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to take into his custody the said captain Irish mutiny bill, allowing catholics to sir Home Popham : and the said copy was hold a certain rank in the army, and this · read. Ordered, tbat what Mr. Greuville clause it was now proposed to make genie
hath now communicated to the house, and ral. It was also proposed that all catholics also the said copy, be entered in the jour, in the army should be allowed the free exnal of this house. The house having, up-ercise of their religion. This was, no on the motion of sir J. Newport, resolved doubt, the practice already; but it was into a committee of ways and means, the understood that it would afford much more right hon. bart. proposed a resolution for satisfaction if it were made the law. lo
discontinuing certain duties, and enacting addition to these there were other clauses • others in their room. He read over a list of less moment which it was proposed to of new duties which he proposed to impose, submit to the house. Such were the reanamely, upon every man whose house and sons which urged the noble lord to move land was above the value of 41. per an- a further postponement of this measure. num, and less than 71. one shilling and Mr. l'orke asked, whether it was likely sixpence a year; if more than 71. and less that the discussion would be brougbt forthan 10/., two shillings, is not liable to the ward upon the day mentioned by the noble hearth tax; if more than 10l. and less than lord, or whether it would be postponed any 407,. three-pence in the pound; and for further? every pound above 401., four-pence in the Lord Howick saw no reason to apprehend · pound, if not liable to the window tax. what any farther delay would be necessary.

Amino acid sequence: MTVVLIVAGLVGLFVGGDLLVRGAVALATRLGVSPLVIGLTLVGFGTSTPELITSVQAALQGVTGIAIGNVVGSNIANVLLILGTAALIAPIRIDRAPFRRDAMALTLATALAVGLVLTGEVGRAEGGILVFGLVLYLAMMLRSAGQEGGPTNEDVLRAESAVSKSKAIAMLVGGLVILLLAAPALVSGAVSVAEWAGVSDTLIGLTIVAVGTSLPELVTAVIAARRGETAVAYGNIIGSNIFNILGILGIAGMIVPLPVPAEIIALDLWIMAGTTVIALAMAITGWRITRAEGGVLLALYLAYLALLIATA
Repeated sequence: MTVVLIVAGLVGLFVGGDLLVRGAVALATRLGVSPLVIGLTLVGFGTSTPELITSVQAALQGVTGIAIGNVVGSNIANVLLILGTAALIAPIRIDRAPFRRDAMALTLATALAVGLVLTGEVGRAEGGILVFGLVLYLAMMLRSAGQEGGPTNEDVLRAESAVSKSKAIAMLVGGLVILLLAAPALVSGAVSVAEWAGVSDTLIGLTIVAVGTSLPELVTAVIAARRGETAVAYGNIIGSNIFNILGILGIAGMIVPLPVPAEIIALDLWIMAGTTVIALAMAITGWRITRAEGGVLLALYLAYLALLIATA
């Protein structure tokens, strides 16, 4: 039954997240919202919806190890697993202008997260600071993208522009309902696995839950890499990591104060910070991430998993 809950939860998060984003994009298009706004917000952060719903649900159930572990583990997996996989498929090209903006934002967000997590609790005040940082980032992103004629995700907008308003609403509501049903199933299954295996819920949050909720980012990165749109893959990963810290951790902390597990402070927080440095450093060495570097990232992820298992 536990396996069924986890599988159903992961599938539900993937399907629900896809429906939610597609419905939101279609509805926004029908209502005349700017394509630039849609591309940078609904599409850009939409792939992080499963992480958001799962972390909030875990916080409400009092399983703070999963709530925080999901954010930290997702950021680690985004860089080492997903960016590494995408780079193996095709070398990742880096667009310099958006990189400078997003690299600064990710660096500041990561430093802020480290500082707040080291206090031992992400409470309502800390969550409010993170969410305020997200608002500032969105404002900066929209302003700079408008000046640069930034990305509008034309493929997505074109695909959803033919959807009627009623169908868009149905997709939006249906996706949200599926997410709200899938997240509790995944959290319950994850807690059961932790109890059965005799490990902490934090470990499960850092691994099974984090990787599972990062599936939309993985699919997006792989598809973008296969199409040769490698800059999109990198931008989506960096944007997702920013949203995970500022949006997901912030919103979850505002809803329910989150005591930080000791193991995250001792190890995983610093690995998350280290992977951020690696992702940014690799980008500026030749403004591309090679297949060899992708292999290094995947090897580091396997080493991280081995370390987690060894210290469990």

He also stated his proposed scale of taxa- The noble lord moved, that the order for - tion upon windows and hearths, and con- the second reading of this bill should be - cluded with observing, that it was the in- fixed for Tuesday se'nnight.--Ordered actention in all matters of personal taxation cordingly, to make bachelors pay double as much as (WESTMINSTER ELECTION PETITION married men. Upon the paper manufac- Mr. Sheridan rose, pursuant to notice, to tory the right hon. baronet proposed to move that the order for the appointment of impose a tax according to the number of a committee to consider the petition upon vats used by the manufacturer, instead of this subject should be discharged, with a mills, which were heretofore the criteria, view to move for the further postponement. and which had led to a great loss of reve- The right bon. gent, was so much of opjnue. There were several duties hereto- nion, from what had passed when last this fore annual, which the right hon. baronet question was before the house, that a mo- arnounced his intention of proposing to lion for further postponement would be im, be made permanent. In answer io a ques-mediately assented to if required, that he tion from colonel Barry, the right hon. ba- confessed he heard with considerable surronet stated, that an increased tax upon prise of the intention to oppose the mohorses was meant to be imposed upon those tion, particularly on the part of the noble - who had four or more borses, unless fur lord (Folkestone), by whom a similar propurposes of agriculture, but that the in. position was last submitted to the bouse. crease was not to go lower. The resolution Had be happened to have stood in the prewas then agreed to.
dicament of being unable to bring forward MUTINY BILL-ROMAN CATHOLICS.] such a motion, he really thought that the Lord Howick moved the reading of the noble lord would have been ready to propose order for the second reading of the mu-it himself. At least be felt that he should tiny bill on Tuesday next, with a view, as be warranted, from the noble lord's former the noble lord stated, to move the post-language and conduct, in relying upon his ponement of this order to a future day. readiness to second him in this proposition. The propriety of this postponement in the Of the grounds of this reliance, and the absence of his right hon, friend (Mr. Wind- justice of his opinion, the house would be ham) would, he had no doubt, be readily able to judge from a short review of the admitted. But there were other objects history of the case. When the petition which rendered further delay necessary, in before the bouse was presented, which was order to atord time for the preparation of about the 23d of December, the first or some additional clauses which it was in second day after any petitions could be retended to bring forward. It would be received, the noble lord announced the de "mieabered by many members, that in the sire of the petitioners that the earliest day year 1799, á clause was inserted in the possible should be appointed for the balls